Drinking pomegranate juice during pregnancy can positively affect infants' brains

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The fruit contains antioxidants that are beneficial for brain development

A new study conducted by researchers from Brigham and Women’s Hospital has found positive health benefits in newborns when expectant mothers drink pomegranate juice during pregnancy. 

According to the researchers, polyphenols, which are present in pomegranates, are beneficial in boosting overall brain function. When consumed daily during pregnancy, newborns were more likely to have better brain development at birth.

“Our study provides preliminary evidence suggesting potential protective effects for newborns exposed to pomegranate juice while in utero,” said researcher Terrie Inder. “These findings warrant continued investigation into the potential neuroprotective effects of polyphenols in at-risk newborns, such as those with hypoxic-ischemic injury.” 

A daily practice

The researchers were most curious to see how pomegranate juice could benefit those newborns diagnosed with a condition known as intrauterine growth restriction (IUGR), which is detectable before birth and typically signifies low birth weight for the number of weeks of pregnancy. 

The study included nearly 80 expectant mothers between weeks 24 and 43 of pregnancy, all of whom had received an IUGR diagnosis before the start of the study and participated until they gave birth.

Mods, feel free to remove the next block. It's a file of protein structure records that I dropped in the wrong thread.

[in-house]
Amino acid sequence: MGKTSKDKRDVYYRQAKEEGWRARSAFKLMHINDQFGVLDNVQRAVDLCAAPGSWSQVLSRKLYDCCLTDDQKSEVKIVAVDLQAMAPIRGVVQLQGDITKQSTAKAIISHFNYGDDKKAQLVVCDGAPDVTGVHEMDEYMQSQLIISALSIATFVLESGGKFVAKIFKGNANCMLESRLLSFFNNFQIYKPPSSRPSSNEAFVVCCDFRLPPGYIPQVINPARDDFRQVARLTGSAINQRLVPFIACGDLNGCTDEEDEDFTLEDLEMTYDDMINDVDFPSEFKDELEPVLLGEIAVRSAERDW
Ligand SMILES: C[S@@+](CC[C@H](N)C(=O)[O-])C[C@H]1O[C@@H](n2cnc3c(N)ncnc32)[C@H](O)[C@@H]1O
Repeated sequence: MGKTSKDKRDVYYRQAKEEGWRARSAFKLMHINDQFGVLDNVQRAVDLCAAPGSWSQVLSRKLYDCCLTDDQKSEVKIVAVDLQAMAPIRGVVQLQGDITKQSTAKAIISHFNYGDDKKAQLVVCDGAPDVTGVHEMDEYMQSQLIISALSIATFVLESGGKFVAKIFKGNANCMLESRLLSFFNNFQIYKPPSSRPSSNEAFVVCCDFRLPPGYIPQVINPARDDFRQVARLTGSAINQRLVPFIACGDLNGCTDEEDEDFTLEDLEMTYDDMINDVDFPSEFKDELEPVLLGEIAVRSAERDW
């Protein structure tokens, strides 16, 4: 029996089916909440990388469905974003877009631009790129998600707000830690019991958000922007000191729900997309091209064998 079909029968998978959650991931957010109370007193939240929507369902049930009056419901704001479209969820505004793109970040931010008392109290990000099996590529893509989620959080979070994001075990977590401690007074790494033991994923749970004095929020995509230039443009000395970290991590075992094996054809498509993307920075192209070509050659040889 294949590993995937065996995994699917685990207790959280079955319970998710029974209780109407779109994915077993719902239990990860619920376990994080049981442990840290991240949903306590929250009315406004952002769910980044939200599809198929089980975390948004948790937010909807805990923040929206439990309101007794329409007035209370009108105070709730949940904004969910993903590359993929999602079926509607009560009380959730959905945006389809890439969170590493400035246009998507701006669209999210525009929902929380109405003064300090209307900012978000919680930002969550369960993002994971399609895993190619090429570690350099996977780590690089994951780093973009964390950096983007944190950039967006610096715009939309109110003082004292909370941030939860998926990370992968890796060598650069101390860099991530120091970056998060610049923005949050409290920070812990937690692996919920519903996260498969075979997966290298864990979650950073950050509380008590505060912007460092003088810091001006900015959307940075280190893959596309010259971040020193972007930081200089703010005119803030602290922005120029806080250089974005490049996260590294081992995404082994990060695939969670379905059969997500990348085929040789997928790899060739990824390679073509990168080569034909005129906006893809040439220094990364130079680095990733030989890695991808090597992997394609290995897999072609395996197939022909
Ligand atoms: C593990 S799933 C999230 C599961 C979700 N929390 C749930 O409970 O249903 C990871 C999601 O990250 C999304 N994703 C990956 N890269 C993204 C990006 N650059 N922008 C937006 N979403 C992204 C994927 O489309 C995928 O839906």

The women were broken up into two groups: those who drank eight ounces of pomegranate juice every day and those who consumed a placebo drink. The researchers monitored the women and their babies up until the women gave birth, and though the pomegranate juice didn’t make the babies any bigger, it did leave the babies with other positive health effects, including improved brain function. 

“We saw no difference in brain growth and baby growth, but we did see improvement in cabling network and brain development measured by synchronous blood flow and visual development of the brain,” said Inder. 

Inder and her colleagues say the findings are “exciting,” and they hope to do further research in this area to find out what exactly about the make-up of polyphenols is giving newborns an extra brain boost. 

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